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Other Views: Playoff Edition
2004-10-05 08:28
by Jon Weisman

From: Jon Weisman
To: (Various online baseball writers - see below)
Subject: The Second Dodger Thoughts "Outside Views" Project

With the playoffs about to start ... for the second time this year (for most of you, anyway) - and on just as much ridiculous short notice - I invite your participation in a project:

Write something about the 2004 Dodgers.

As before, it can be one word, one sentence, one paragraph, one page, whatever. It can be analytical, funny, effusive, hateful (to an extent), sarcastic, or of course, the ever-popular lucid.

Anything goes, as you can see from the first "Outside Views" Project:

Thanks in advance.

Tyler Bleszinski, Athletics Nation: From the Godfather: "Fredo, you're my older brother and I love you, but don't ever take sides with anyone against the family again. Ever."

Since the A's have been eliminated from postseason contention, and DePo is still family to the Oakland A's front office I have but one sentiment for the 2004 postseason. Go Dodger Blue!!!

TwinsFanDan, Will Carroll Weblog: I really don't like the Trolley Dodgers here. Unfortunately I just don't see how they keep the Cardinals from scoring hella-type runs; well, unless Walker, Rolen, and Pujols pull a Biggio/Bagwell 0-43 type playoff series.

The magic seems to be with your team this year - who will ever forget Finley's grand salami - but logic dictates that the Cards will get the best of it.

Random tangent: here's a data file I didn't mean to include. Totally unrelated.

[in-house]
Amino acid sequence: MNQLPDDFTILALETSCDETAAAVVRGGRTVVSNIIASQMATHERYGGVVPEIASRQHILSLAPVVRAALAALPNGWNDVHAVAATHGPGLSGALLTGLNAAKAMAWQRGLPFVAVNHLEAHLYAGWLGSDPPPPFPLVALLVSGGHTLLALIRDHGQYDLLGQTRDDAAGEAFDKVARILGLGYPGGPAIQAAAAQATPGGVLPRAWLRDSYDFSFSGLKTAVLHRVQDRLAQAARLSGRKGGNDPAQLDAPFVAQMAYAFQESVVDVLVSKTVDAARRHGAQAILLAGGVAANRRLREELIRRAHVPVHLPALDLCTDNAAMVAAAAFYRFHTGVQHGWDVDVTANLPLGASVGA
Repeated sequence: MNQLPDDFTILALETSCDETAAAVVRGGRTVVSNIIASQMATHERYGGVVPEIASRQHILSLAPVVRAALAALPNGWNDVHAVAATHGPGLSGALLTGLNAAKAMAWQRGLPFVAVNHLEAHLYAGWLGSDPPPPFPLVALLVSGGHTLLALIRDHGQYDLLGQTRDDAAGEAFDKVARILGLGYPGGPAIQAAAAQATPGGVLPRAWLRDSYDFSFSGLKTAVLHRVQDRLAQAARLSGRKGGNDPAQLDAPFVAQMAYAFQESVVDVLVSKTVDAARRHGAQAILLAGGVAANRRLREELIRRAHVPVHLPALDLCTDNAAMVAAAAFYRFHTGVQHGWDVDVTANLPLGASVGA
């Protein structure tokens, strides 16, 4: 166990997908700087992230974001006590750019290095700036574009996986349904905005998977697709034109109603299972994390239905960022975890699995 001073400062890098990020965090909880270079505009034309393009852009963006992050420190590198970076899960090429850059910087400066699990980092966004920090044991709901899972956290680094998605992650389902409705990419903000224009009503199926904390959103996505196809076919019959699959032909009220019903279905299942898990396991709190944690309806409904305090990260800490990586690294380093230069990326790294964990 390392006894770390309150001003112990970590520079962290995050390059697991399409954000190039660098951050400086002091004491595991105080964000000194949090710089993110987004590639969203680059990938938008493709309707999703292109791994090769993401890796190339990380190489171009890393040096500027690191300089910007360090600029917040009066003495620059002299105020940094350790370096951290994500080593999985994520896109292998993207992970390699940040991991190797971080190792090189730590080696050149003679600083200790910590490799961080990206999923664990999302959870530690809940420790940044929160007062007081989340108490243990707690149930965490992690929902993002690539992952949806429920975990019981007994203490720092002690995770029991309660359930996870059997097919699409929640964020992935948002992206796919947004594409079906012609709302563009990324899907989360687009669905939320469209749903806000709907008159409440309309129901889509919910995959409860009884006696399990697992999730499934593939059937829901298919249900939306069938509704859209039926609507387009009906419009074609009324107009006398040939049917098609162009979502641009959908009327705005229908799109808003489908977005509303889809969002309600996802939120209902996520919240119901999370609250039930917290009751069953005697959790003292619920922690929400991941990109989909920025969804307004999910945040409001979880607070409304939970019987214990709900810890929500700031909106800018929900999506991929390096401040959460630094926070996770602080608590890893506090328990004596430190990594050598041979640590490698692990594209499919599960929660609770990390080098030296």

And really, if you think about it, anti-logic says the Cards as well. ...

Cubbies tank due to broadcasters and their arch-rivals throw them farther down the rat hole as they go onto win the World Series! Poetic justice that even The Bard could appreciate.

Rich Lederer, Rich's Weekend Baseball BEAT: Looking at the Dodgers and Cardinals teams position-by-position, is there one player on the Dodgers that you would take hands down over his peer on the Cardinals?

Let's take a look:

1B: Green or Pujols - Need we discuss further?
2B: Cora or Womack - Depends upon what you're looking for but neither outshines the other.
SS: Izturis or Renteria - Cesar in his best year and E-Rent in one of his worst years have comparable stats.
3B: Beltre or Rolen - Two of the top five players in the league this year.  You take one, I'll take the other.
LF: Werth or Sanders - Werth has the slight edge with rate stats, Sanders the same with counting stats.
CF: Finley or Edmonds - As valuable as Finley was to the Dodgers, I know Jim Edmonds and Finley ain't no Jimbo.
RF: Bradley or Walker - Give me today's actual production over tomorrow's hoped for production.

I didn't think so.

However, if relief pitchers are everyday players as Peter Gammons claims, then the Dodgers undoubtedly have one edge.  Gagne is so good, he could be the difference maker in a short series.

Steve Treder, The Hardball Times: As a lifelong Giants' fan, there can be no doubt about my feelings toward the 2004 Dodgers: I despise them, of course.

That said, if this particular crew of players and manager wore any other uni than Dodger blue - okay, any other uni than Dodger blue or (shudder) Yankee pinstripes - I'd be less than honest if I didn't admit that I'd love 'em. This is a tough, gritty ball club, can beat you several different ways, fun to watch, well-managed, play fundamentally well, don't seem to have any comprehension of when they've been beaten - what's not to love about this ball club? Other than the vile franchise they represent, I mean.